Keeping wellness wearables on track
Precision cleaning proves critical when making these multifaceted assemblies
Wearables are revolutionizing healthcare as they play an increasingly important role in managing health. Wearable technology like fitness trackers designed to collect data on personal health and exercise are growing in popularity. This technology typically monitors heart rate, temperature and blood oxygen levels, giving the user an overall health check and ultimately more control over their own wellness.
The pandemic is also boosting their use. Many people are taking a more active role in maintaining their health in the wake of Coronavirus and the adoption of wearable technology for general wellness purposes is steeply rising.
The global fitness tracker market size was USD $36.34-billion in 2020. Due to the impact of Covid-19, the market is projected to reach a staggering $114.36-billion in 2028 at a CAGR of 15.4% in the forecast period 2021-2028, according to a report by Fortune Business Assets.
It is not just digital health and fitness tracking tools that are increasing in use. Other wearable medical devices like remote patient monitoring (RPM) devices to diagnose and monitor short-term illnesses or long-term, chronic medical conditions are also increasingly prevalent.
Remote patient monitoring
As RPM capabilities advance, wearables which were once mainly used for consumer use are now being widely adopted by healthcare professionals. Wearable monitoring devices allow patients to incorporate convenient health observation and data collection without disruption to their daily lives. This assists in moving medical management outside of the healthcare setting and reducing the burden on healthcare providers, an important benefit since some are still experiencing the strain from the pandemic.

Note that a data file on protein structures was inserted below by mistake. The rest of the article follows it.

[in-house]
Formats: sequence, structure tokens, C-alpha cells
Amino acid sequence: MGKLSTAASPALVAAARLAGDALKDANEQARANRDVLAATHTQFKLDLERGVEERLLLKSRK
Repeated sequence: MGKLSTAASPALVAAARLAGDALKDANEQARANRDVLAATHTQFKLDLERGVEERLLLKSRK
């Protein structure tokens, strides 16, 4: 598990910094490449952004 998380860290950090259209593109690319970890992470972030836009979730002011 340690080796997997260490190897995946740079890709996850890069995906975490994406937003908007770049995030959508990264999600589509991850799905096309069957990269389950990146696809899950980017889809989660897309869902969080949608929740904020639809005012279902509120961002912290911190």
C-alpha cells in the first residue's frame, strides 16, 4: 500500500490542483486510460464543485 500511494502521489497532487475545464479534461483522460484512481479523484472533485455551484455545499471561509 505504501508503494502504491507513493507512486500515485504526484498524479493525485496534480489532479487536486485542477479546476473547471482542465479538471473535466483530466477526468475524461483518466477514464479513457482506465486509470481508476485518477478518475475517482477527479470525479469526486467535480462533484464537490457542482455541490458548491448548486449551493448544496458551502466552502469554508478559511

The demand for devices like RPM and wearables means there is an increasing requirement to produce highly complex miniaturized electronics. Critically, the electronic components must deliver reliable and consistent performance, particularly as they are often used in medical devices that are life-sustaining. The problem, however, is that the smaller and more densely packed the electronic printed circuit board assembly (pcba), the more difficult it is to manage faults, quality and long-term reliability. Adding to the fact that they are typically used in products that must endure a long, hard life under harsh circumstances. An example is prolonged exposure to moisture and constant vibration, which makes reliability even more challenging.
Therefore, it is critical that procedures are implemented during the manufacture of these multifaceted assemblies to guarantee their consistency, reliability and longevity.
High quality cleaning
High quality cleaning is one critical process to achieve pcba consistency and ensure functionality. Contamination can affect pcba reliability and is often the number one root cause of the malfunction. Even the smallest amount of dirt or another contaminant can interfere with pcb performance.
Modern pcbas are small and densely packed with bottom termination components such as BGAs, CSPs, MLFs, QFNs, and D-Paks. This makes removing the contamination even more problematic. Debris and dust, and oil and grease from the production process as well as solder paste and flux residue, can easily remain on the assembly if they are not cleaned effectively. This can lead to a whole host of problems including parasitic leakage, electrochemical migration, delamination, dendrite growth and shorting. So, cleaning is crucial to ensuring the reliability of a pcba.